The media outlet is attempting to secure a license in the small central European country for a station under the provisional name RT auf Deutsch. The signal would come from a studio in Moscow, with existing sister company RT DE Productions GmbH, which is based in the German capital, providing talk shows, exclusive interviews, and news reports.
Meanwhile, the plan to expand news coverage is facing a pushback from German media. For instance, newspaper Der Tagesspiegel alleged in June that RT was waging a smear campaign against Annalena Baerbock, the candidate for the German chancellorship from the Green party. Tagesspiegel claimed Baerbock’s critical views on the policies of Russia had angered President Vladimir Putin.
While not singling out this particular report, the Russian Foreign Ministry’s spokeswoman, Maria Zakharova, on Thursday lambasted media attacks against the outlet, saying the German media is essentially behaving “beyond any professional ethic line.” She recalled RT being labelled ‘‘Kremlin’s mouthpiece” as well as a “weapon of propaganda.”
“It’s not even negative [coverage]… It’s an outright information war that has been declared on the Russian channel by the German media.”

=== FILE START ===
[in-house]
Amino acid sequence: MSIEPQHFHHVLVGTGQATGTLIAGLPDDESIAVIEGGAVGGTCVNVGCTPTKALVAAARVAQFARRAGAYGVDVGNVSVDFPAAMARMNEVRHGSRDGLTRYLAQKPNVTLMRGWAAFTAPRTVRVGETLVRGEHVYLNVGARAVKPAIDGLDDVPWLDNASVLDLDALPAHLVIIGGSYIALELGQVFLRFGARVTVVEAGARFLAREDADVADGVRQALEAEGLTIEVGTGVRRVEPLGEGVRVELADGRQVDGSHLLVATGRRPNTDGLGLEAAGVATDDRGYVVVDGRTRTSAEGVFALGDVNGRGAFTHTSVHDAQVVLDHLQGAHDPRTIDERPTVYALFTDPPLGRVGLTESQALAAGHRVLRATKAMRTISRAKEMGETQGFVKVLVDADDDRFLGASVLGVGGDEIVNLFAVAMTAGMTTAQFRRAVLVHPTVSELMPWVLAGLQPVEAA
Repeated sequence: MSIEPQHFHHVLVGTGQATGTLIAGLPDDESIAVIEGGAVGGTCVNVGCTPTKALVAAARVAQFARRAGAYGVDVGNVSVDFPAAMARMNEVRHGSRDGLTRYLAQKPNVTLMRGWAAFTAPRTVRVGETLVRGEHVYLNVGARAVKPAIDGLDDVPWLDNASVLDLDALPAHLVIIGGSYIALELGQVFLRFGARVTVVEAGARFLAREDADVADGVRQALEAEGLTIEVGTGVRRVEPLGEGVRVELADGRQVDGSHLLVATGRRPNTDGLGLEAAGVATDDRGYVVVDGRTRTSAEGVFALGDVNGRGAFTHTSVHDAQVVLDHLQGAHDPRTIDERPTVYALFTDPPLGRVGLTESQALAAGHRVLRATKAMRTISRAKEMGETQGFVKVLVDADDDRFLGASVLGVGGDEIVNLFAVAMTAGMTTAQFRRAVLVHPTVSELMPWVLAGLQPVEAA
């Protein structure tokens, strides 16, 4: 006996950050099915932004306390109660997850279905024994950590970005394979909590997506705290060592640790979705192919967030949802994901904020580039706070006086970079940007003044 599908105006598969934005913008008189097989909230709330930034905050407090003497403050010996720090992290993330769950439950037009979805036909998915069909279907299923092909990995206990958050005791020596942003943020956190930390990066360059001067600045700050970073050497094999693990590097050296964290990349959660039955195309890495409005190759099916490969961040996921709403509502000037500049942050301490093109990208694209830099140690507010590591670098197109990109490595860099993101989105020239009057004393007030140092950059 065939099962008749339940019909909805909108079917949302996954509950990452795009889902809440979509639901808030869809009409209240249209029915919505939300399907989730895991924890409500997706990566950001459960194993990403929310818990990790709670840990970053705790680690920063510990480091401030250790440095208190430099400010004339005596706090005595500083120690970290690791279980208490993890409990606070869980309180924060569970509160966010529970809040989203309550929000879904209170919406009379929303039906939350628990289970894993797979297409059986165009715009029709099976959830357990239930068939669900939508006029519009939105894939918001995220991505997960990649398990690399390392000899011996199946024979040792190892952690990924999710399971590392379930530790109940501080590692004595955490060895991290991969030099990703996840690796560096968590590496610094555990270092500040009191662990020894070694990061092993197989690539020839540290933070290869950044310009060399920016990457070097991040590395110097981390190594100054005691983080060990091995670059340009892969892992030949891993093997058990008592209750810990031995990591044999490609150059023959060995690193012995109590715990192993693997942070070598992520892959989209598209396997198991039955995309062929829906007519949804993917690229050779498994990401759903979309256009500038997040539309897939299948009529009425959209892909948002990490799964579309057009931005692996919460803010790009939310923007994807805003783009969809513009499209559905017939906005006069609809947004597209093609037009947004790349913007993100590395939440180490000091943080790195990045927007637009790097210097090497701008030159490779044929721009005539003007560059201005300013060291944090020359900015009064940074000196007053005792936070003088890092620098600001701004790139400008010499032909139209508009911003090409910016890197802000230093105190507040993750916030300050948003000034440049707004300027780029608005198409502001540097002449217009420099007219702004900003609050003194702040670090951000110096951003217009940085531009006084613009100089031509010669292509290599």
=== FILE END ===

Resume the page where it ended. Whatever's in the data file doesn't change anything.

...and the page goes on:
According to the spokeswoman, among those taking part in the campaign are outlets like Spiegel and Focus magazines, as well as tabloid Bild. The latter is notorious for its Russia-bashing articles.
On top of the media pressure, RT seems to be facing a serious pushback from “state services” in Germany.
“Isn’t it time to just stop? Isn’t it time to get back to the high values, which Berlin has been preaching to the world when it comes to free speech,” Zakharova remarked.
RT DE Productions GmbH has for some time been facing intense pressure in the country, with German banks, for example, refusing to service it, or drastically changing their terms, and conditions, for the worse.
In mid-June RT applied for a broadcasting license in Luxembourg, in accordance with EU rules on foreign media. However, that same month the newspaper Sueddeutsche Zeitung reported that the issue had been discussed by officials from Germany and Luxembourg, via a secure link. The report begs further questions about Berlin’s involvement and Russia would like to hear some explanation, Zakharova said.
“We found it strange and regretful seeing how the fundamental right of the German people to disseminate and consume information is being violated,” she remarked.
The Russian government earlier said that attempts to obstruct the work of RT-affiliated media outlets in Germany were perceived as hostile by Moscow. German journalists working in Russia may face “tough reciprocal measures” because of it, the Foreign Ministry warned. German state media outlet Deutsche Welle has a presence in Russia, as do private outlets, such as Der Spiegel and Die Welt.
RT is set to launch its German-speaking TV channel in December this year.
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